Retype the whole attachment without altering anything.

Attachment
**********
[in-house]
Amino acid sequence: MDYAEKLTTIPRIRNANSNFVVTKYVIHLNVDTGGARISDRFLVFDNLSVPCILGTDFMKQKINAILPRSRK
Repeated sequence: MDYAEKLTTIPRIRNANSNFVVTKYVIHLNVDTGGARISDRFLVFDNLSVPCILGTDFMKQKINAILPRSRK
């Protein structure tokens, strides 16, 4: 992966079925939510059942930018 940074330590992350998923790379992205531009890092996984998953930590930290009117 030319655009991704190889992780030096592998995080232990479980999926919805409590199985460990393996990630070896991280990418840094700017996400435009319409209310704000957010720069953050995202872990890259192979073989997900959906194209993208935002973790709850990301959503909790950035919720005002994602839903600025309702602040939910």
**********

[in-house]
Amino acid sequence: MDYAEKLTTIPRIRNANSNFVVTKYVIHLNVDTGGARISDRFLVFDNLSVPCILGTDFMKQKINAILPRSRK
Repeated sequence: MDYAEKLTTIPRIRNANSNFVVTKYVIHLNVDTGGARISDRFLVFDNLSVPCILGTDFMKQKINAILPRSRK
């Protein structure tokens, strides 16, 4: 992966079925939510059942930018 940074330590992350998923790379992205531009890092996984998953930590930290009117 030319655009991704190889992780030096592998995080232990479980999926919805409590199985460990393996990630070896991280990418840094700017996400435009319409209310704000957010720069953050995202872990890259192979073989997900959906194209993208935002973790709850990301959503909790950035919720005002994602839903600025309702602040939910």